Twinkling Watermelon: Episodes 1-2
Twinkling Watermelon is here and ready to play its way into our hearts one note at a time. Well, actually, make that two notes at a time — because we’ve got one guitar-playing band member in the present and another wannabe rockstar in the past. Their worlds are about to collide when our present-day hero slides back to 1995 and realizes that time travel is not only possible, it’s got an ironic sense of humor.
We’re off to a great start with this one — funny, charming, relatable, and just a little bit sneaky. We get lots of setup in these first two episodes, so the real story won’t take off until next week, but we needed all this backstory to show us just how high the stakes are — likely so they can be driven into our hearts at precisely the right melty moment down the road.
We first get to know our hero when he’s not yet a teen and right away the drama wants us to see just how much pressure is on this tiny tot. In a family of four — two parents, two sons — HA EUN-GYEOL (played by Jung Hyun-joon in his younger iteration) is the only one that can hear. His mom and dad (Seo Young-hee and Choi Won-young) are both deaf and so is his hyung.
This is not only a fascinating take on the timeworn idea of how one can feel out of place in their family, but a really believable setup for why our hero is going to need to let loose later on (read: conflict). Since he’s “the voice that connects their family to the world” (in the words of Dad), he’s taken on the role of an adult from a very young age, protecting his family however he can.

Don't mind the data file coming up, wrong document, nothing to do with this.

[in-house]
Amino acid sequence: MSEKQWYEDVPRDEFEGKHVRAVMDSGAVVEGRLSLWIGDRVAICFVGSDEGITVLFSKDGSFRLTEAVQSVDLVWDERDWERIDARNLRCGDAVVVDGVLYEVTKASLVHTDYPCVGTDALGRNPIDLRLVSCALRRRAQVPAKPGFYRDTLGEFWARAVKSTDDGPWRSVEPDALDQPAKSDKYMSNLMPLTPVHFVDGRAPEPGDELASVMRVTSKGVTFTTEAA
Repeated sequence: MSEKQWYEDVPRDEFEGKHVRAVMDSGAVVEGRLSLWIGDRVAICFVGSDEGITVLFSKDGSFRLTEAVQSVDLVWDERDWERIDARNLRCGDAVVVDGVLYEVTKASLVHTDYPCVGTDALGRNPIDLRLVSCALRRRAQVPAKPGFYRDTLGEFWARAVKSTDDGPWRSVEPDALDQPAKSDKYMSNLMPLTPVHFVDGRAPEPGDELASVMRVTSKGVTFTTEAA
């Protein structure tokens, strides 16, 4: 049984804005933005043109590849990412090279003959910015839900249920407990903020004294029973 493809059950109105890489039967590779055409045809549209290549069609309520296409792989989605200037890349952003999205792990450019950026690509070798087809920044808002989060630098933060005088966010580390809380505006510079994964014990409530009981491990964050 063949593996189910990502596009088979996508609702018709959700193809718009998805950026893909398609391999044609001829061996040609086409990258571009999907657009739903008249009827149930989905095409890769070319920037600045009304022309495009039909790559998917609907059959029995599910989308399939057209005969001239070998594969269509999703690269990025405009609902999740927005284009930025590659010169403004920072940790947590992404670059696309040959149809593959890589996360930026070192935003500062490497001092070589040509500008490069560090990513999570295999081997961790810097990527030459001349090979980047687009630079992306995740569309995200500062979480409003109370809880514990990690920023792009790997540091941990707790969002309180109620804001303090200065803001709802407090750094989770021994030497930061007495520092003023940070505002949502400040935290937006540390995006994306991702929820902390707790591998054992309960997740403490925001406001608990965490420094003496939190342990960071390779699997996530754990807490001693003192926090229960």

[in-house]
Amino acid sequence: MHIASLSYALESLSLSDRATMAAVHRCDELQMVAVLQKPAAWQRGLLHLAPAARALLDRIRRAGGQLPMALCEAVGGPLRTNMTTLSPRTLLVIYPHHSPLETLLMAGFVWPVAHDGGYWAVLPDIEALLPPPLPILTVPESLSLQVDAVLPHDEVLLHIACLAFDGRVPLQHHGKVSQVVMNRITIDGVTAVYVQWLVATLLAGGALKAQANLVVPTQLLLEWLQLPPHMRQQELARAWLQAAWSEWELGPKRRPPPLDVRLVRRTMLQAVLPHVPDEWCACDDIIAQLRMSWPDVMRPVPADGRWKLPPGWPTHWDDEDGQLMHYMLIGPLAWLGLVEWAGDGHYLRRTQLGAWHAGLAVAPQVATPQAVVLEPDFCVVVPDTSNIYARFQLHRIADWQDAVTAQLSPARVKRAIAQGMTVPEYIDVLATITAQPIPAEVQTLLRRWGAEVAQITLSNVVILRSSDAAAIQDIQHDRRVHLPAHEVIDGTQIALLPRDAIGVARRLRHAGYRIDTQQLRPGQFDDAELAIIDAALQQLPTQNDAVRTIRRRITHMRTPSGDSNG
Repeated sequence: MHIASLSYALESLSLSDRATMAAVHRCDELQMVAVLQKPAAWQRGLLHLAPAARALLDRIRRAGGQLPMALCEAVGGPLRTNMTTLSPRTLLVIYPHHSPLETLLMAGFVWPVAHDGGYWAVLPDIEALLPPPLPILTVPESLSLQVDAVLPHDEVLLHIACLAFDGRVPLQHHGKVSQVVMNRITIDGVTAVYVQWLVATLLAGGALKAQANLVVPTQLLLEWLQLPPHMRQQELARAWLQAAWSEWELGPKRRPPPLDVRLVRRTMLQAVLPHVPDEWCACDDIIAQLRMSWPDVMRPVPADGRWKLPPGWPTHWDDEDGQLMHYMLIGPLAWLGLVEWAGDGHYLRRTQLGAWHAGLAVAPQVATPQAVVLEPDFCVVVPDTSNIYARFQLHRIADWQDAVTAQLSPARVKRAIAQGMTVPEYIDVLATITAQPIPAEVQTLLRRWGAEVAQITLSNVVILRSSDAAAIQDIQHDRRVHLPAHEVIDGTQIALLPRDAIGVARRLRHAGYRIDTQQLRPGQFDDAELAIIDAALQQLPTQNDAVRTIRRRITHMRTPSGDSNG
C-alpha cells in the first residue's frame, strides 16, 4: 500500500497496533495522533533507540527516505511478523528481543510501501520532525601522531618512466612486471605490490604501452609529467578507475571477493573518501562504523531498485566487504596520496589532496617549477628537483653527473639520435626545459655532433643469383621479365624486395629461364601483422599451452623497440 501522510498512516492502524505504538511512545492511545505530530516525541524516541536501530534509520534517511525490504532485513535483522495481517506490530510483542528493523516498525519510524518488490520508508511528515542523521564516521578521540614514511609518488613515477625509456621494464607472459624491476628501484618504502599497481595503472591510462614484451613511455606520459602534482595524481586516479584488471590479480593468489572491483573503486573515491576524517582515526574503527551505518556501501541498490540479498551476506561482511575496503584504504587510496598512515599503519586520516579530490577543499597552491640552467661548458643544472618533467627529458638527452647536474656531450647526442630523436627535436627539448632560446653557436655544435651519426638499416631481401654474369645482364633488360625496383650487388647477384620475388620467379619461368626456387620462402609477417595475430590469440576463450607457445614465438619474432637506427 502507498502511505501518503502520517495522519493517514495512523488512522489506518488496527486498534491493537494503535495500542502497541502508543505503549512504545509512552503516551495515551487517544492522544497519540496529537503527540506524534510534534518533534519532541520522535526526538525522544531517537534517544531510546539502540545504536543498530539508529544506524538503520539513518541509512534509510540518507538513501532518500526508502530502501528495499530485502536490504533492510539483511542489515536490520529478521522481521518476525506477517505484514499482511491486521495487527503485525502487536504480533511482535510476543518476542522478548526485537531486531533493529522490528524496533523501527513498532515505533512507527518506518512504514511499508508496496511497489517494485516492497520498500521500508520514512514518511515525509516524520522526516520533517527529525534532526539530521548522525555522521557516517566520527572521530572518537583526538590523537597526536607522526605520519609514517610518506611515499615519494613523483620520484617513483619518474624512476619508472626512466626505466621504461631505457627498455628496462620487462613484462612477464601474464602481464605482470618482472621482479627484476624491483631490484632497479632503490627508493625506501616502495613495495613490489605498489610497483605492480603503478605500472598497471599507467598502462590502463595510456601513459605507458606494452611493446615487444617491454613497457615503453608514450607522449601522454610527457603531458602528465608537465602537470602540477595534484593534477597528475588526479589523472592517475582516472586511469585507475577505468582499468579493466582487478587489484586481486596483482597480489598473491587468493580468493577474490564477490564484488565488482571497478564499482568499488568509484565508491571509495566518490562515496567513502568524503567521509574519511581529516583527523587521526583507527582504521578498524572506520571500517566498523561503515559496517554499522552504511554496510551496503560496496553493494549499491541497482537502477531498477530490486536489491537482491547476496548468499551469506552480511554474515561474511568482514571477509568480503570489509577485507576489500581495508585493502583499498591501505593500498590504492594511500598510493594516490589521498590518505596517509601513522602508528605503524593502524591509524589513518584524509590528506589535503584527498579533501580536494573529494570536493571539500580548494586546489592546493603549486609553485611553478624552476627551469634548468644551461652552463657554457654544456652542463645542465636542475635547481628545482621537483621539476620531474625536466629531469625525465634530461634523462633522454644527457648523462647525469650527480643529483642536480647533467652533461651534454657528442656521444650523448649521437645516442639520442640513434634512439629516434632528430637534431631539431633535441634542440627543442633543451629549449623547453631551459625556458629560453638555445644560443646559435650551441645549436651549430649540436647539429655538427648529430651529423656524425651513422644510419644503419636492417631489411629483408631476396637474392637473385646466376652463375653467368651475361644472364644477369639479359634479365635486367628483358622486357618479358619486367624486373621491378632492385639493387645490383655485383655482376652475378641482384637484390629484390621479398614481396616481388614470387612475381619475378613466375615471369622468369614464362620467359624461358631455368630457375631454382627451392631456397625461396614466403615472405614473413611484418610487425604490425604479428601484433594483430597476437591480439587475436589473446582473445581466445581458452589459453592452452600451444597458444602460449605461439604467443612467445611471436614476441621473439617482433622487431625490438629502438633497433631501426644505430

For example, his parents run a restaurant and we see him talking to customers, handling bad business transactions, and having to watch his older brother while the parents are busy. Phew. That’s a lot to keep up with for any 12-year-old, but this one’s also got the highest grades in school, tons of awards, and a knack for guitar that he’ll find out about shortly. The boy is doing it all, and it’s only a matter of time before he’s going to break.
One really interesting thing about the show is all the sign language. When the characters communicate to each other via sign language, we’re given spoken-word interpretations in voiceover. However, this only happens when both characters can understand. When a character is signing to someone who doesn’t understand, we’re also left in the dark. It’s a good storytelling device that creates a little suspense, but I also think it helps give us a better sense of the specific struggles of these characters who — we see time and again — face discrimination on a regular basis.